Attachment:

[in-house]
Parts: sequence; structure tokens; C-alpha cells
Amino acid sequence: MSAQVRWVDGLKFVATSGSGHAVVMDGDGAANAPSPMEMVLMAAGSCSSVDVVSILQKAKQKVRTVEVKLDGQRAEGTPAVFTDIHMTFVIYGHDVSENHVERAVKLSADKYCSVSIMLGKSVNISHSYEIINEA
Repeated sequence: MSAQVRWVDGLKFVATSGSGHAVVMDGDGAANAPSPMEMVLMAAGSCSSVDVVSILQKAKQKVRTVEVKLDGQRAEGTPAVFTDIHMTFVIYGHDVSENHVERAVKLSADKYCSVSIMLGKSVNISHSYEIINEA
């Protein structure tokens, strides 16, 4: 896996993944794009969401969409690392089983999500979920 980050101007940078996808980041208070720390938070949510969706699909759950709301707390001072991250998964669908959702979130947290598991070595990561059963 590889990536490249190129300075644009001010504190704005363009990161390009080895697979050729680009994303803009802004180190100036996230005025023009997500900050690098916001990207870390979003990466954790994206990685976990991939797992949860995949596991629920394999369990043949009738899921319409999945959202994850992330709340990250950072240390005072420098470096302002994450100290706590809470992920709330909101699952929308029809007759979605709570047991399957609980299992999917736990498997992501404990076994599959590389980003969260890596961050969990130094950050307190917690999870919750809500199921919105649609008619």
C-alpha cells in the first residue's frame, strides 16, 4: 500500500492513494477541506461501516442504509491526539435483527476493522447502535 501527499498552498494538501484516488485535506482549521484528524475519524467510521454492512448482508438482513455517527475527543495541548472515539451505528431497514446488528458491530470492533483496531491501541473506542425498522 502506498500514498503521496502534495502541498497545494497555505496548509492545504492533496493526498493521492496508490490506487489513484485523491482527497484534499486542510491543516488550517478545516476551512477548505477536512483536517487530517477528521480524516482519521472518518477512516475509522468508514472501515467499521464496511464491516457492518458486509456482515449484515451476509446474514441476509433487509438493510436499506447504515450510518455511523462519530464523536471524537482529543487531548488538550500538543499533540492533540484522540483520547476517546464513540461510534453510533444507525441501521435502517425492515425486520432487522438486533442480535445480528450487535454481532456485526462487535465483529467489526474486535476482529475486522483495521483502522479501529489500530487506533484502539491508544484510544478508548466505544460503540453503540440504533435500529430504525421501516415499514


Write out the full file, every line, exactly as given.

[in-house]
Parts: sequence; structure tokens; C-alpha cells
Amino acid sequence: MSAQVRWVDGLKFVATSGSGHAVVMDGDGAANAPSPMEMVLMAAGSCSSVDVVSILQKAKQKVRTVEVKLDGQRAEGTPAVFTDIHMTFVIYGHDVSENHVERAVKLSADKYCSVSIMLGKSVNISHSYEIINEA
Repeated sequence: MSAQVRWVDGLKFVATSGSGHAVVMDGDGAANAPSPMEMVLMAAGSCSSVDVVSILQKAKQKVRTVEVKLDGQRAEGTPAVFTDIHMTFVIYGHDVSENHVERAVKLSADKYCSVSIMLGKSVNISHSYEIINEA
């Protein structure tokens, strides 16, 4: 896996993944794009969401969409690392089983999500979920 980050101007940078996808980041208070720390938070949510969706699909759950709301707390001072991250998964669908959702979130947290598991070595990561059963 590889990536490249190129300075644009001010504190704005363009990161390009080895697979050729680009994303803009802004180190100036996230005025023009997500900050690098916001990207870390979003990466954790994206990685976990991939797992949860995949596991629920394999369990043949009738899921319409999945959202994850992330709340990250950072240390005072420098470096302002994450100290706590809470992920709330909101699952929308029809007759979605709570047991399957609980299992999917736990498997992501404990076994599959590389980003969260890596961050969990130094950050307190917690999870919750809500199921919105649609008619």
C-alpha cells in the first residue's frame, strides 16, 4: 500500500492513494477541506461501516442504509491526539435483527476493522447502535 501527499498552498494538501484516488485535506482549521484528524475519524467510521454492512448482508438482513455517527475527543495541548472515539451505528431497514446488528458491530470492533483496531491501541473506542425498522 502506498500514498503521496502534495502541498497545494497555505496548509492545504492533496493526498493521492496508490490506487489513484485523491482527497484534499486542510491543516488550517478545516476551512477548505477536512483536517487530517477528521480524516482519521472518518477512516475509522468508514472501515467499521464496511464491516457492518458486509456482515449484515451476509446474514441476509433487509438493510436499506447504515450510518455511523462519530464523536471524537482529543487531548488538550500538543499533540492533540484522540483520547476517546464513540461510534453510533444507525441501521435502517425492515425486520432487522438486533442480535445480528450487535454481532456485526462487535465483529467489526474486535476482529475486522483495521483502522479501529489500530487506533484502539491508544484510544478508548466505544460503540453503540440504533435500529430504525421501516415499514